“I was extremely impressed by her presentation, mostly around the budget deadline (this was the evening before the vote on raising the debt ceiling. She was on the red-eye flight right after the event. With that I was able to spend time talking about the issues that were discussed at the Pathologists Leadership Summit earlier in the year in DC.”
Dr. Cooper was also pleased with Rep. Steel’s knowledgeable and approachable staff, remarking that “she has assembled a very effective and diverse group of both experienced political actors and very energetic and dedicated young people.” Given her position on one of the CAP’s committees of jurisdiction, and her demonstrated support for policies that would expand the physician workforce and address harmful Medicare cuts to clinical laboratory services, Rep. Steel is certainly a relationship that PathPAC will continue to invest in growing.
Additionally, C. Leilani Valdes, MD, FCAP was able to catch up with Rep. Lloyd Doggett (D-TX) at a fundraiser in Austin last month. Rep. Doggett is another pathology champion on House Ways and Means, and he currently serves as Ranking Member on the Health subcommittee. Dr. Valdes thanked him for being a long-time pathology champion and for his recent co-sponsorship of the Resident Physician Shortage Reduction Act--one of the CAP’s Hill Day asks in April.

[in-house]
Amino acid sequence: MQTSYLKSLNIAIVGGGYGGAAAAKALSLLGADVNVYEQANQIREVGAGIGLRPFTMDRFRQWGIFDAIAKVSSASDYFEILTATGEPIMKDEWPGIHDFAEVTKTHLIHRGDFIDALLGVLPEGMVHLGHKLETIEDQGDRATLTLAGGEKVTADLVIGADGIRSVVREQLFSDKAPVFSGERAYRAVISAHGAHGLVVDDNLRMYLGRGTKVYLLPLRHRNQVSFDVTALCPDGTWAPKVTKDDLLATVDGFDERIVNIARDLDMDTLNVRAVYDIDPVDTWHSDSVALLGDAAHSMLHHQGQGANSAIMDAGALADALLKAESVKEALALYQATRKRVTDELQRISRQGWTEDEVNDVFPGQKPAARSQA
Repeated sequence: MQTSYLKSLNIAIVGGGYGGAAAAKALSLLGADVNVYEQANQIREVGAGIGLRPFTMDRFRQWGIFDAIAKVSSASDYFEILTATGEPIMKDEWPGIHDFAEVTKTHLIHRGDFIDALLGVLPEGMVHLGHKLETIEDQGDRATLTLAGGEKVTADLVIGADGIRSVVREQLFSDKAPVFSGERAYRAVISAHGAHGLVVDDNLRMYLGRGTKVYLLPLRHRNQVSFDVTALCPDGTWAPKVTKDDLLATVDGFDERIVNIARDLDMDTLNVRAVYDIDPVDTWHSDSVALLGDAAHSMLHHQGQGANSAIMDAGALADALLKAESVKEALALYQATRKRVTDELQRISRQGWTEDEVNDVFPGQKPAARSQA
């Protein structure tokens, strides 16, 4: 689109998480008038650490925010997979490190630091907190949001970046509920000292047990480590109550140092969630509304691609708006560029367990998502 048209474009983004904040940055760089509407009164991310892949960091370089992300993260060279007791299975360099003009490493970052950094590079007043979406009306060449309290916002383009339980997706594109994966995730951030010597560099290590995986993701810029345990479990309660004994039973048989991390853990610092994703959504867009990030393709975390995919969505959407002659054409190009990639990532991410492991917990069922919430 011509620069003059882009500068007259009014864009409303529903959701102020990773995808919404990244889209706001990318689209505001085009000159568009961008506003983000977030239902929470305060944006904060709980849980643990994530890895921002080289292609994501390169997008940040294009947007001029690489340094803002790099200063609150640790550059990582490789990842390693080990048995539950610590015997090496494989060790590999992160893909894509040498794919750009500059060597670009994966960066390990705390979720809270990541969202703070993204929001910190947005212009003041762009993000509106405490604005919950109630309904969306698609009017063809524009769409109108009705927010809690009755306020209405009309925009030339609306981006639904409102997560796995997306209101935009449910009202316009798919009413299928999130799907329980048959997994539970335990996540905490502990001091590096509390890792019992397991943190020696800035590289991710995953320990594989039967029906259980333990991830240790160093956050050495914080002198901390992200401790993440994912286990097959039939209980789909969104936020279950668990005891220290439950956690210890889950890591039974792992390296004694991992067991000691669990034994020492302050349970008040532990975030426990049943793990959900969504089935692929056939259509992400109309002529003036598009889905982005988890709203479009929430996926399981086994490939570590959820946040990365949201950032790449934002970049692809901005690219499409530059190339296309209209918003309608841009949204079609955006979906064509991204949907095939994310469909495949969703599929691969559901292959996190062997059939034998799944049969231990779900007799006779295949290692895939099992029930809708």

While there will be plenty of legislative action on Capitol Hill to look forward to this summer, the in-district work periods (including one lasting the entire month of August) will allow for CAP members to continue making valuable advocacy touchpoints from home and maximizing pathologists’ political impact nationwide.
Register: Proposed 2024 Medicare Physician Fee Schedule
Do you know how much your Medicare pay will increase or decrease in 2024? Register in advance for our proposed 2024 Medicare Physician Fee Schedule webinar on July 26 at 1 PM ET/ Noon CT. During this session, you will learn the latest Medicare payment policies concerning individual pathology services and the Quality Payment Program next year.
Our expert presenters will also answer your questions. They are Jonathan Myles, MD, FCAP, chair, Council on Government and Professional Affairs; Diana Cardona, MD, FCAP, chair, Quality and Clinical Data Registry Affairs Committee; and Ronald W. McLawhon MD, PhD, FCAP, chair, Economic Affairs Committee.
Secure your attendance for this complementary program today.
Take Our News Quiz for June
Are you up to speed on CAP advocacy news? Take our new monthly news quiz and see how many you can get right and share your results on social media.
Due to the Fourth of July holiday, the next edition of Advocacy Update will be July 11. If important news breaks, the CAP will send a special edition of the newsletter or post information on our Twitter account @CAPDCAdvocacy.